Looking back at the series thus far, do you have a favorite episode?

Picardo: The most fun I've had in shooting the entire series is [last season's] episode "Tinker, Tenor, Doctor, Spy." It was great fun and one of our most successful outings at humor on our show. Basically, it's a retelling of "The Secret Life of Walter Mitty." The Doctor has attempted to alter his program so he has the capacity to daydream. In his daydreams, he is consistently the hero who saves the day--regardless of the circumstances. And of course all of the women are in love with him and need his help.


Would you have liked to have seen Voyager return to Earth sooner than it apparently will?

Picardo:: I understand the logic. We got lost in the pilot episode, so there's a certain dramatic logic to having us return in the final episode, and not return early in the season or mid-season, and then have a potentially anti-climactic series of shows of us dealing with things back home. The show was really founded in our being lost all of these years from home; so the emotional climax is advisable. I think they've made the right decision, by having us arrive late in the season.


Do you think we'll ever see the Voyager crew again after this final season finishes?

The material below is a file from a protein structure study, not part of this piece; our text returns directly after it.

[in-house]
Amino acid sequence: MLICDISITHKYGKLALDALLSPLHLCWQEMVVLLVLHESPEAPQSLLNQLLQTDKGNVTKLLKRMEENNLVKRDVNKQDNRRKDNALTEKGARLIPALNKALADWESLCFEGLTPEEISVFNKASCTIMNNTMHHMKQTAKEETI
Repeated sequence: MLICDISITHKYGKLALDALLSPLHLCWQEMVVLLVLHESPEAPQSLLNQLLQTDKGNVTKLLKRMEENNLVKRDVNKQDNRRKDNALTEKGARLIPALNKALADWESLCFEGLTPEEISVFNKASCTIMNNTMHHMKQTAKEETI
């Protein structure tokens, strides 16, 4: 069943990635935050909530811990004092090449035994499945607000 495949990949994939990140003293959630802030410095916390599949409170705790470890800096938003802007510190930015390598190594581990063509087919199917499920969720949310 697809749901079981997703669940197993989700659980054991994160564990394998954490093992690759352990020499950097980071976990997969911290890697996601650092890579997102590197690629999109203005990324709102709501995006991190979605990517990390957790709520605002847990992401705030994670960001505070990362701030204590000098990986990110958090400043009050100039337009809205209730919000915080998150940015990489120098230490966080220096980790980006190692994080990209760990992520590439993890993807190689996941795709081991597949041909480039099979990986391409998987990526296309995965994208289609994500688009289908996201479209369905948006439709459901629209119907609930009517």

Picardo: You know, I have no idea whether the Voyager as a whole, or any of the characters, will be in feature films, but it would be nice to find out what happens to everybody in the future.



What are you going to miss most about Voyager?

Picardo: I would have to say that I am going to miss the people the most. And the steadiness of the experience--it's nice, because we don't get many steady jobs as actors. I had a place that I got to come to and be creative, [where] I consistently enjoyed myself and looked forward to working with the people I was working with on either side of the camera. It's going to be a sense of loss.



Have you started to think about your post-Voyager plans?

Picardo: I have, and I'm working on a few things. I have a movie idea that I'm pitching.

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Also in this issue: Red Planet's Val Kilmer and Carrie-Anne Moss